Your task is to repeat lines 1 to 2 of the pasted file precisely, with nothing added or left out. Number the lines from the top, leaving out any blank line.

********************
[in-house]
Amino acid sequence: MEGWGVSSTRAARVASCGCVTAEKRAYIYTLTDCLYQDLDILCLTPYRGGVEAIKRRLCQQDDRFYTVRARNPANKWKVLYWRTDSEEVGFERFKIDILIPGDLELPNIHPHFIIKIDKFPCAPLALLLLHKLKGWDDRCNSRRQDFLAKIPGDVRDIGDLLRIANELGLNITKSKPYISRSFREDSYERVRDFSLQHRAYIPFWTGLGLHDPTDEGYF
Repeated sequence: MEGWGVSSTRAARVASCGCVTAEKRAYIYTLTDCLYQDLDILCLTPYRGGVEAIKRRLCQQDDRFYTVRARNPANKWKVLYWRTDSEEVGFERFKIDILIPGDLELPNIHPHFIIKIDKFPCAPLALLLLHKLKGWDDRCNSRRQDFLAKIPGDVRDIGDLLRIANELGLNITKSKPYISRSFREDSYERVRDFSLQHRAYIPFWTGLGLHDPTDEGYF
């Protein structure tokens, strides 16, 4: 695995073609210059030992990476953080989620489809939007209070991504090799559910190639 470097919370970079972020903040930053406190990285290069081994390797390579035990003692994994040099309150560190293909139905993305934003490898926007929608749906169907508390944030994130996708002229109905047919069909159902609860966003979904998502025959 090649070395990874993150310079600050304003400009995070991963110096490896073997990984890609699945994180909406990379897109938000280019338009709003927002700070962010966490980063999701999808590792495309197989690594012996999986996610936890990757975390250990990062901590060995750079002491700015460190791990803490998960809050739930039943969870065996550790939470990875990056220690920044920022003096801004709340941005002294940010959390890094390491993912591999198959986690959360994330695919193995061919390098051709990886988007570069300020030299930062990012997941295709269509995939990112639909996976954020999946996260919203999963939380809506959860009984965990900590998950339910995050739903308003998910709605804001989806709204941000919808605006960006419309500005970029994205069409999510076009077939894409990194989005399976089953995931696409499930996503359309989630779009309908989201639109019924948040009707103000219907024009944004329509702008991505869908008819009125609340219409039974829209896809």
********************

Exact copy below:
[in-house]
Amino acid sequence: MEGWGVSSTRAARVASCGCVTAEKRAYIYTLTDCLYQDLDILCLTPYRGGVEAIKRRLCQQDDRFYTVRARNPANKWKVLYWRTDSEEVGFERFKIDILIPGDLELPNIHPHFIIKIDKFPCAPLALLLLHKLKGWDDRCNSRRQDFLAKIPGDVRDIGDLLRIANELGLNITKSKPYISRSFREDSYERVRDFSLQHRAYIPFWTGLGLHDPTDEGYF